Venezuelan opposition leader Juan Guaido told a huge rally of supporters on Tuesday that humanitarian aid would enter the country on Feb. 23, setting the stage for a showdown with President Nicolas Maduro who has refused to let supplies in.
Millions of dollars worth of food and medical supplies is stalled on the Venezuela-Colombia border. Venezuelan President Nicolás Maduro won't let the aid in. A former chief of staff says there are "strings attached" to the aid.
Venezuela is a textbook case of the "resource curse," with nearly 90 percent of its population living in poverty in the country with the world’s largest oil reserves. After decades of leaders who failed to harness this commodity for peace and prosperity, it is questionable whether a new government can do a better job.
As the economic and political crisis continues under President Nicolás Maduro, some 40,000 Venezuelans a day cross the Simón Bolívar bridge into Colombia. Some return or linger at the border. Others keep on walking.
America’s sanctions against Venezuela have been riddled with controversy. The power crisis that exploded on Jan. 23 raised complex questions about US interventions in Latin America as Venezuela leadership grows more complicated by the day.
Oil accounts for 95 percent of Venezuelan exports. It's became even more critical when the Trump administration blocked US revenue to a subsidiary of Venezuela's state oil company in a bid to force Venezuelan President Nicolás Maduro from office.
Anti-government protests in Ukraine may be getting most of the attention, but a growing opposition movement in Venezuela is challenging its government to fix longstanding economic issues. What began as a non-violent movement has turned deadly in Venezuela, as well.
How do you stay connected during a crisis? That’s the dilemma facing Venezuelans as the country experiences its biggest uprising in years. Some people are relying on new, lower-profile apps, more than Facebook and Twitter, to keep in touch.
If you've ever wanted to own a London Tube station, you may have just missed your opportunity. The UK Ministry of Defense recently sold a station its held since World War II — for a whopping $89 million. A few hundred miles to the north of that station, in Scotland, the country's politicians have decided to open their doors to Uganda's gay people who may be seeking asylum. Those stories and more in today's Global Scan.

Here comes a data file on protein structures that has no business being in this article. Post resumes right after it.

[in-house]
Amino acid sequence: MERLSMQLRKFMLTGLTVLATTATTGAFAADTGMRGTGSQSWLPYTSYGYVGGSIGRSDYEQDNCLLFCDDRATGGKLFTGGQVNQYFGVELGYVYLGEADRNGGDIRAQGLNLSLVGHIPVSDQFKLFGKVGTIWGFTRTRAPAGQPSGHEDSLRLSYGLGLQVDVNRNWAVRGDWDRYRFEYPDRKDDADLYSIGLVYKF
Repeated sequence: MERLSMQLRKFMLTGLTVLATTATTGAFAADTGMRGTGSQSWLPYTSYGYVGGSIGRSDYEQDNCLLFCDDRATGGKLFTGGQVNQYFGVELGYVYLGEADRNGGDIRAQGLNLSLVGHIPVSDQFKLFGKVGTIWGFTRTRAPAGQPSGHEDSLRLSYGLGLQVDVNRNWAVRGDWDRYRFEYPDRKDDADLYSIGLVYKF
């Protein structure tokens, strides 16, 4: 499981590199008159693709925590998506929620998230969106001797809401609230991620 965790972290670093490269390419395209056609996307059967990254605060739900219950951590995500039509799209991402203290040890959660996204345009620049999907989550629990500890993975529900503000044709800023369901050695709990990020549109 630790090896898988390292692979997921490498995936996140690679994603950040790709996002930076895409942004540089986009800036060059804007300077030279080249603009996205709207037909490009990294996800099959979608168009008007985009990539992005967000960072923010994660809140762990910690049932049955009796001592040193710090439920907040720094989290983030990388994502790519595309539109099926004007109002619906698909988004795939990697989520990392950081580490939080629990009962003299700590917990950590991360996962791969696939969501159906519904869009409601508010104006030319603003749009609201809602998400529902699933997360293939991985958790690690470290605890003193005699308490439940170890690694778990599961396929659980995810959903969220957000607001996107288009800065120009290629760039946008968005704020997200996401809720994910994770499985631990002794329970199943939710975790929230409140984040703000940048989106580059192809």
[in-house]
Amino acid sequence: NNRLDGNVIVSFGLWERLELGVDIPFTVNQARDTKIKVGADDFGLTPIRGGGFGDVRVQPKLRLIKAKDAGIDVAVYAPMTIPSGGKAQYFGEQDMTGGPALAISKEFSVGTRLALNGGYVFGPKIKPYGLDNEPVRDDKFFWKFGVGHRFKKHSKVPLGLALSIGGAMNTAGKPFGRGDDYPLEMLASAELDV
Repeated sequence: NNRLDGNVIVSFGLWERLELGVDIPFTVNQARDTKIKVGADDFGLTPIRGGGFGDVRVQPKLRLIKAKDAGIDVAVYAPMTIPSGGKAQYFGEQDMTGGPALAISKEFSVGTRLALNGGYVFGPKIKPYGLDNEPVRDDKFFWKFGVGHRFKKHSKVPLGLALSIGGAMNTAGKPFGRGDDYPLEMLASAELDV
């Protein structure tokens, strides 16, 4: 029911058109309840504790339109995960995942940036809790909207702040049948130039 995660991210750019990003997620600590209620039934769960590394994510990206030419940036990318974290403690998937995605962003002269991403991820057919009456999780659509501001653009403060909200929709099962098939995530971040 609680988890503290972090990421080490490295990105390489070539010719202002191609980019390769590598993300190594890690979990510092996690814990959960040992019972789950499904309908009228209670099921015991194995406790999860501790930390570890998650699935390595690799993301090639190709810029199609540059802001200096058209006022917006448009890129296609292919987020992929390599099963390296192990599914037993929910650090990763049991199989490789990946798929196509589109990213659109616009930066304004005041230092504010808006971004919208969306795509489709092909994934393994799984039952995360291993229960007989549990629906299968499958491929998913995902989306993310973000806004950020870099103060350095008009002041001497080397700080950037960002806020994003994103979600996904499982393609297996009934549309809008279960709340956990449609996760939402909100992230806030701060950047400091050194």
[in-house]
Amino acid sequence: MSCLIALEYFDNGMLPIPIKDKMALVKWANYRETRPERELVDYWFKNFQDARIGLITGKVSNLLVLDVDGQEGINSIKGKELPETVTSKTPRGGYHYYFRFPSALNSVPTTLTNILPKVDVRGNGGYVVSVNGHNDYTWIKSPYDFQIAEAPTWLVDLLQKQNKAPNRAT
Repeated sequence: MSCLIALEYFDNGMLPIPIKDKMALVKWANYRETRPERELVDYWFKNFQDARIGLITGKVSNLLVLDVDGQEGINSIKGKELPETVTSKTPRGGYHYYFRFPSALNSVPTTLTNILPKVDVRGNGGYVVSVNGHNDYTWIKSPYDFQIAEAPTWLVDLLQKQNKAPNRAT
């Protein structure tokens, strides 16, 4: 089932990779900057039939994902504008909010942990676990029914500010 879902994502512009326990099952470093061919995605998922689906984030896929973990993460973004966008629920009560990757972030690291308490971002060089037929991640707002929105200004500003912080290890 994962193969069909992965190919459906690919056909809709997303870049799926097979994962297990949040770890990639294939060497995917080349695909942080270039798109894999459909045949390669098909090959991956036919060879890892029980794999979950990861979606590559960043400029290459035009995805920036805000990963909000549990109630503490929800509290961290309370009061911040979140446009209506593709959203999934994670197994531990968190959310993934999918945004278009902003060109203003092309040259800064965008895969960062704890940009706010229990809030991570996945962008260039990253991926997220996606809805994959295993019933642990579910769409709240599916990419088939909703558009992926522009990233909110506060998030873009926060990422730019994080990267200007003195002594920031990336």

Hugo Chavez was a larger-than-life political figure who served as Venezuela's president for 14 years, keeping a lid on protests and a difficult economy. His successor Nicolas Maduro has had anything but a smooth reign and Venezuela is now being compared to tumultuous counties like Syria and Ukraine.
One of the drivers behind the Venezuelan street protests is a lack of basic consumer goods, from toilet paper to food. Now the government thinks it has a partial answer — a sort of supermarket loyalty card that it hopes will cut down on hoarding and speculation. But some critics say the idea is just creepy.
When Guinness backed out of sponsoring New York City's St. Patrick's Day parade, Rupert Murdoch's feathers got ruffled. Now he wants all Irish to boycott Guinness. In Venezuela, there's a new grocery story loyalty card that some describe as "creepy." And in the UK, you can see the latest in running shorts — complete with a computer, all in today's Global Scan.
After two months of deadly protests in his country's streets, Venezuelan President Nicholas Maduro held talks yesterday with opposition leaders. Venezuela has been plagued by high inflation, shortages of basic goods, and rising crime rates. BBC journalist Daniel Padro spoke about the significance of the talks and how Venezuela is gradually changing.
Venezuela alleges the US ambassador to Colombia plotted to destabilize and "annihilate" President Nicolas Maduro, just the latest claim in an escalating war of words between the two nations. The claim came shortly before the US House approved a measure calling for sanctions on officials in the Venezuelan government over human rights abuses.